He carried much of the institutional support of Connecticut Democrats in 2002 but had trouble offering a convincing argument on why voters should fire the freshman Simmons.

Courtney showed an ability to raise funds, however, a key asset in this sprawling district.

He brought in nearly $1.2 million but showed little more than $2,000 in his campaign coffers at the end of 2002.

The eastern Connecticut district, which includes numerous small towns such as Marlborough, tends to favor Democrats. Al Gore would have taken 54 percent of the vote in the 2000 presidential election under the current lines.

Courtney may face a primary challenge from former state Rep. Shaun McNally, who briefly entered the 2002 contest before dropping out following the events of Sept. 11, 2001.

— C.C.


Ex-White House Aide Delays Her Entrance

Victoria Sutton, a former assistant director of the White House Science Office, postponed the announcement of her candidacy for the 19th district special election in the wake of the loss of the Columbia space shuttle on Saturday.

Sutton delayed her entrance into the crowded race to replace Rep. Larry Combest (R), instead using the occasion to urge the continuation of space exploration.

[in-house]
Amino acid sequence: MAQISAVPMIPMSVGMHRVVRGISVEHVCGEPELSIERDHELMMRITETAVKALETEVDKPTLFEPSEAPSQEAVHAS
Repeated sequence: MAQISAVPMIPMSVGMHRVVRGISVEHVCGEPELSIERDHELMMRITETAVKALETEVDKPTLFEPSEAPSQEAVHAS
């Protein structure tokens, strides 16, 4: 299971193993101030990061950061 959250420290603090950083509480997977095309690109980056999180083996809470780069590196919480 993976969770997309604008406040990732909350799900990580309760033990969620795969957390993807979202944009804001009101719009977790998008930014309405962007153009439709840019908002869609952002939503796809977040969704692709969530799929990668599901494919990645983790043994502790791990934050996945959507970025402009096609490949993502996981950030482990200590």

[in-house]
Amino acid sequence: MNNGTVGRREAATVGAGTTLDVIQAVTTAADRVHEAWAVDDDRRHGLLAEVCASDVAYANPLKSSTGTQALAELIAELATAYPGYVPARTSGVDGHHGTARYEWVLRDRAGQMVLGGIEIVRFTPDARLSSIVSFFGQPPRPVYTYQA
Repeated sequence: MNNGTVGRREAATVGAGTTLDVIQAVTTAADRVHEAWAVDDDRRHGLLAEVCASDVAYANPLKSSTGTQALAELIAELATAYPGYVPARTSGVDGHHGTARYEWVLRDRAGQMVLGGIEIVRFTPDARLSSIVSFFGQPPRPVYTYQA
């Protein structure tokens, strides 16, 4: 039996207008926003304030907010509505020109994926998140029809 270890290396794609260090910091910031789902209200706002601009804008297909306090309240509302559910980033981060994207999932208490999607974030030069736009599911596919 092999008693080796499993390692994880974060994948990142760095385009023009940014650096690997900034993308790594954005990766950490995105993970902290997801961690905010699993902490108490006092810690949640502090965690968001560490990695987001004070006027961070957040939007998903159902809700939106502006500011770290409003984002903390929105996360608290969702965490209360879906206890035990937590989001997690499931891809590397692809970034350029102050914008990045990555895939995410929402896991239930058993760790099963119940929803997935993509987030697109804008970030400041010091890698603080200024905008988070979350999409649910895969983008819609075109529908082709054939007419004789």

Sutton served under President George H.W. Bush from 1990 to 1993. She is currently a law professor at Texas Tech University in Lubbock.

She is considered a serious player in the special election scheduled for May 3. Other candidates in the top tier include: Midland businessman Mike Conaway, state Rep. Carl Isett, former Lubbock City Councilman Randy Neugebauer and former Midland Mayor Carroll Thomas.

Neugebauer led the field in fundraising at the end of 2002, showing $309,000 in the bank. Conaway had $47,000 on hand; Sutton held $18,000 and Isett $15,000 in their respective war chests.

Because of the packed field, a June 3 runoff is likely.

Democrats are not expected to seriously contest this seat, which would have given George W. Bush better than 70 percent in the 2000 presidential election.

— C.C.